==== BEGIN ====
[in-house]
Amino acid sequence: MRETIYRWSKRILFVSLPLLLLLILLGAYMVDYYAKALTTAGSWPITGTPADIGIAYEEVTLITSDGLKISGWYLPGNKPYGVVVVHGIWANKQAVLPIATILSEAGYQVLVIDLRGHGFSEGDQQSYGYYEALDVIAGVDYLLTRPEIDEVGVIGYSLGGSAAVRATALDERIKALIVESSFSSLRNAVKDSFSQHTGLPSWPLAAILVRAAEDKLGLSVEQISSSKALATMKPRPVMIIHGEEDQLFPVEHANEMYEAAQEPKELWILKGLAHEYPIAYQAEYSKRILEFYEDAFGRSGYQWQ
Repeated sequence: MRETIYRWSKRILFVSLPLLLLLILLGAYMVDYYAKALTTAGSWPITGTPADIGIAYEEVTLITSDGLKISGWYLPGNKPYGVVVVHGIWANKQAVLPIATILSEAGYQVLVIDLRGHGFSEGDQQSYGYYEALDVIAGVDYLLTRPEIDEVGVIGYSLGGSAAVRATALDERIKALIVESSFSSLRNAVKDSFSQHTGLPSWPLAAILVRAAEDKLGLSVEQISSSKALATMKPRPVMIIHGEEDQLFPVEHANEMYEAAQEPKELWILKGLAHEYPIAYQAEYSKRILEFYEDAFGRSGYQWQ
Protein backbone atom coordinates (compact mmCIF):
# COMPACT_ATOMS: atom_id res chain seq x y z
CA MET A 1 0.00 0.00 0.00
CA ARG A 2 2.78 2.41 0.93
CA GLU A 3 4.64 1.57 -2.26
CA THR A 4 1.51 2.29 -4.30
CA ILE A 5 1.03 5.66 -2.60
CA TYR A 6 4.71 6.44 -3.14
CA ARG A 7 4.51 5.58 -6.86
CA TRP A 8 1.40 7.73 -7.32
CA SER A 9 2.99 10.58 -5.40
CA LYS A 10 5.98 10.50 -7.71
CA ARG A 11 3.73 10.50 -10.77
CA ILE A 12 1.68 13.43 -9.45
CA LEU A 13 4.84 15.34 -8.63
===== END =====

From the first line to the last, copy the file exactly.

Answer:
[in-house]
Amino acid sequence: MRETIYRWSKRILFVSLPLLLLLILLGAYMVDYYAKALTTAGSWPITGTPADIGIAYEEVTLITSDGLKISGWYLPGNKPYGVVVVHGIWANKQAVLPIATILSEAGYQVLVIDLRGHGFSEGDQQSYGYYEALDVIAGVDYLLTRPEIDEVGVIGYSLGGSAAVRATALDERIKALIVESSFSSLRNAVKDSFSQHTGLPSWPLAAILVRAAEDKLGLSVEQISSSKALATMKPRPVMIIHGEEDQLFPVEHANEMYEAAQEPKELWILKGLAHEYPIAYQAEYSKRILEFYEDAFGRSGYQWQ
Repeated sequence: MRETIYRWSKRILFVSLPLLLLLILLGAYMVDYYAKALTTAGSWPITGTPADIGIAYEEVTLITSDGLKISGWYLPGNKPYGVVVVHGIWANKQAVLPIATILSEAGYQVLVIDLRGHGFSEGDQQSYGYYEALDVIAGVDYLLTRPEIDEVGVIGYSLGGSAAVRATALDERIKALIVESSFSSLRNAVKDSFSQHTGLPSWPLAAILVRAAEDKLGLSVEQISSSKALATMKPRPVMIIHGEEDQLFPVEHANEMYEAAQEPKELWILKGLAHEYPIAYQAEYSKRILEFYEDAFGRSGYQWQ
Protein backbone atom coordinates (compact mmCIF):
# COMPACT_ATOMS: atom_id res chain seq x y z
CA MET A 1 0.00 0.00 0.00
CA ARG A 2 2.78 2.41 0.93
CA GLU A 3 4.64 1.57 -2.26
CA THR A 4 1.51 2.29 -4.30
CA ILE A 5 1.03 5.66 -2.60
CA TYR A 6 4.71 6.44 -3.14
CA ARG A 7 4.51 5.58 -6.86
CA TRP A 8 1.40 7.73 -7.32
CA SER A 9 2.99 10.58 -5.40
CA LYS A 10 5.98 10.50 -7.71
CA ARG A 11 3.73 10.50 -10.77
CA ILE A 12 1.68 13.43 -9.45
CA LEU A 13 4.84 15.34 -8.63